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Biology 2015, 4(1), 1-16;

Interacting Memory Systems—Does EEG Alpha Activity Respond to Semantic Long-Term Memory Access in a Working Memory Task?

Department of Psychology, Ludwig-Maximilians University, Leopoldstr. 13, 80802 Munich, Germany
School of Psychology, University of Surrey, GU2 7XH Guildford, UK
Author to whom correspondence should be addressed.
Academic Editor: Bertram Opitz
Received: 18 August 2014 / Accepted: 15 December 2014 / Published: 24 December 2014
(This article belongs to the Special Issue Neural Mechanisms of Learning and Memory)
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Memory consists of various individual processes which form a dynamic system co-ordinated by central (executive) functions. The episodic buffer as direct interface between episodic long-term memory (LTM) and working memory (WM) is fairly well studied but such direct interaction is less clear in semantic LTM. Here, we designed a verbal delayed-match-to-sample task specifically to differentiate between pure information maintenance and mental manipulation of memory traces with and without involvement of access to semantic LTM. Task-related amplitude differences of electroencephalographic (EEG) oscillatory brain activity showed a linear increase in frontal-midline theta and linear suppression of parietal beta amplitudes relative to memory operation complexity. Amplitude suppression at upper alpha frequency, which was previously found to indicate access to semantic LTM, was only sensitive to mental manipulation in general, irrespective of LTM involvement. This suggests that suppression of upper EEG alpha activity might rather reflect unspecific distributed cortical activation during complex mental processes than accessing semantic LTM. View Full-Text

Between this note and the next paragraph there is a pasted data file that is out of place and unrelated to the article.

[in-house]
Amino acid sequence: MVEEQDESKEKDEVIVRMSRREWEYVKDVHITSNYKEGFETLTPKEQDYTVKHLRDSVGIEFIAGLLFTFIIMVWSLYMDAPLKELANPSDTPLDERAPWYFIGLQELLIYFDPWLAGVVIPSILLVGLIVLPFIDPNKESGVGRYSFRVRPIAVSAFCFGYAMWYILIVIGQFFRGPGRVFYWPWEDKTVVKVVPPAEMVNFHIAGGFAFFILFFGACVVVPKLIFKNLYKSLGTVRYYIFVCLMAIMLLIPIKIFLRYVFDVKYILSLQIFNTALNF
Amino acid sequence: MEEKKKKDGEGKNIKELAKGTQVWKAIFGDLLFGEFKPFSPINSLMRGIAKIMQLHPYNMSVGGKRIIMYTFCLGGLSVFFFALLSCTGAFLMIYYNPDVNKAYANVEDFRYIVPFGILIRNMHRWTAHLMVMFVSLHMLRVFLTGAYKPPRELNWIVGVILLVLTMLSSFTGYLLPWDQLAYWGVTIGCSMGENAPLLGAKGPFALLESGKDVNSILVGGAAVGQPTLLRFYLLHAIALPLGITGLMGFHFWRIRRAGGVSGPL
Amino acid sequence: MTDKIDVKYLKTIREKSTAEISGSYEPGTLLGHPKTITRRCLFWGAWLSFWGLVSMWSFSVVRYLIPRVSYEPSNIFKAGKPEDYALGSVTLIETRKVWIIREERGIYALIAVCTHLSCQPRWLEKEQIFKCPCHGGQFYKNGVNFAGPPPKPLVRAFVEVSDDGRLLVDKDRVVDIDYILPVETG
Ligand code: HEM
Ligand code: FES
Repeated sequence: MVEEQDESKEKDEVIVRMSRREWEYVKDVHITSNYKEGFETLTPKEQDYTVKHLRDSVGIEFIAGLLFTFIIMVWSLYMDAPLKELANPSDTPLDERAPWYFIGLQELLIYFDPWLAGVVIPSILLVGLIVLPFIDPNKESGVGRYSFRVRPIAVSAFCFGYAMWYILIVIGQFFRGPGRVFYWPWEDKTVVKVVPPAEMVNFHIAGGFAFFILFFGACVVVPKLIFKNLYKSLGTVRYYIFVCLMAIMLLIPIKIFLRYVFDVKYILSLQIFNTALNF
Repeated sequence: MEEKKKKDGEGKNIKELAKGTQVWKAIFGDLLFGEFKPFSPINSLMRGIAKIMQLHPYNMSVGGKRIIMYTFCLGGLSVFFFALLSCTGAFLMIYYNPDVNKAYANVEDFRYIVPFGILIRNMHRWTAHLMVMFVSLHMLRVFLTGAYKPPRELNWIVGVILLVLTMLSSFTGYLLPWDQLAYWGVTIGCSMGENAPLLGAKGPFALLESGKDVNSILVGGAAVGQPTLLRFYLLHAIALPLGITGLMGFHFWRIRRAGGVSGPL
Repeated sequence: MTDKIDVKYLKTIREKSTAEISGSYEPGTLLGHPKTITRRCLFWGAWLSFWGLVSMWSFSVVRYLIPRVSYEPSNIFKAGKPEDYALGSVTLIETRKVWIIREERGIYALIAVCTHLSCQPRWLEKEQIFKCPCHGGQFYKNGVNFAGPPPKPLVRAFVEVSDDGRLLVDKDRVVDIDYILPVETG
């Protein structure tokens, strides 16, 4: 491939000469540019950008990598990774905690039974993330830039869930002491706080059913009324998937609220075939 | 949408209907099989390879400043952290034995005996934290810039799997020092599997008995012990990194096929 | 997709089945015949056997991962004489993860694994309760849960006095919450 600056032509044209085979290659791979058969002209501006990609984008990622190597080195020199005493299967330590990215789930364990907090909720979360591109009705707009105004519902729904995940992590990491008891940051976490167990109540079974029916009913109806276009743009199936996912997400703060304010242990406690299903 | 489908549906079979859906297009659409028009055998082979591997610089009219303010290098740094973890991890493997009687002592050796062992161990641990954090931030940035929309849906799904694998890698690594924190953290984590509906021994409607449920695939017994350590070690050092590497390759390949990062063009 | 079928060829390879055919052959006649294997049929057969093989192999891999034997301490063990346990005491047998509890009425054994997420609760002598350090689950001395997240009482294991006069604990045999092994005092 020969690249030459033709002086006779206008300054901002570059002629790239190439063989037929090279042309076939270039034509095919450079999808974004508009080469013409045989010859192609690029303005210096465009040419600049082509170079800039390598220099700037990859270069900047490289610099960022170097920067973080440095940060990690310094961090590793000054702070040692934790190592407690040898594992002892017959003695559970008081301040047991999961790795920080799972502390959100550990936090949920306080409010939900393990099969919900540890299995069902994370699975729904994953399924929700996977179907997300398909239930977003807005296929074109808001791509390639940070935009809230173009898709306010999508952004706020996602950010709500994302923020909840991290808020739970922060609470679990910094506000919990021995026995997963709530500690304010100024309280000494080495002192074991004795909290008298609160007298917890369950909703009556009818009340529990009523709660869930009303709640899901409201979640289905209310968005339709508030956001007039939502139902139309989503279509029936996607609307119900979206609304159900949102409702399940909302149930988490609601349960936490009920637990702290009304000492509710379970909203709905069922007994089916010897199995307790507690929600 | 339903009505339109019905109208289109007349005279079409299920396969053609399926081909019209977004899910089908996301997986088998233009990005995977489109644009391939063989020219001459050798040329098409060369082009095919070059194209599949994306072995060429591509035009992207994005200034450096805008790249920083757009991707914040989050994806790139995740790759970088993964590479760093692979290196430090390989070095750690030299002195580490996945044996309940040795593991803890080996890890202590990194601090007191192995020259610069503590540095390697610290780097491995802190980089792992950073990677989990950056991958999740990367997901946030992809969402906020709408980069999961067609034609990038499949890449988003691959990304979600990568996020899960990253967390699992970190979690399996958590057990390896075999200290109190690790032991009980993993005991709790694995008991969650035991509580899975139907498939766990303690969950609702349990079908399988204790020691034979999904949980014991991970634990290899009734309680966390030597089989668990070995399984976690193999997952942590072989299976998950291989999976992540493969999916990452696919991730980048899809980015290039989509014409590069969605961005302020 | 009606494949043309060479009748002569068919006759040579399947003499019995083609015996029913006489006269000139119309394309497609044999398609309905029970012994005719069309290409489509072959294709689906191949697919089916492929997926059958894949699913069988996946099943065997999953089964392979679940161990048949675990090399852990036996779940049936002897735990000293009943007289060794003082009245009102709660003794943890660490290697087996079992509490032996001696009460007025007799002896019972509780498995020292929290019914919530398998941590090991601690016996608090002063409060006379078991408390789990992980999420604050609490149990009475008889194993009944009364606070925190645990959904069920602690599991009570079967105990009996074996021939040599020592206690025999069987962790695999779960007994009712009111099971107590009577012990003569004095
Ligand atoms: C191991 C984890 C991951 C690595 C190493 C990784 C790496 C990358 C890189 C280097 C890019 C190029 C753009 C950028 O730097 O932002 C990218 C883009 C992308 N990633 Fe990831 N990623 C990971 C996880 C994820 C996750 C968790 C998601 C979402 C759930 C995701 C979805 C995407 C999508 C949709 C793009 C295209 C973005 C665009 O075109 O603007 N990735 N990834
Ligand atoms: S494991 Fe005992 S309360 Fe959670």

Keywords: beta; brain oscillations; electroencephalography; synchronisation; theta beta; brain oscillations; electroencephalography; synchronisation; theta

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Berger, B.; Omer, S.; Minarik, T.; Sterr, A.; Sauseng, P. Interacting Memory Systems—Does EEG Alpha Activity Respond to Semantic Long-Term Memory Access in a Working Memory Task? Biology 2015, 4, 1-16.

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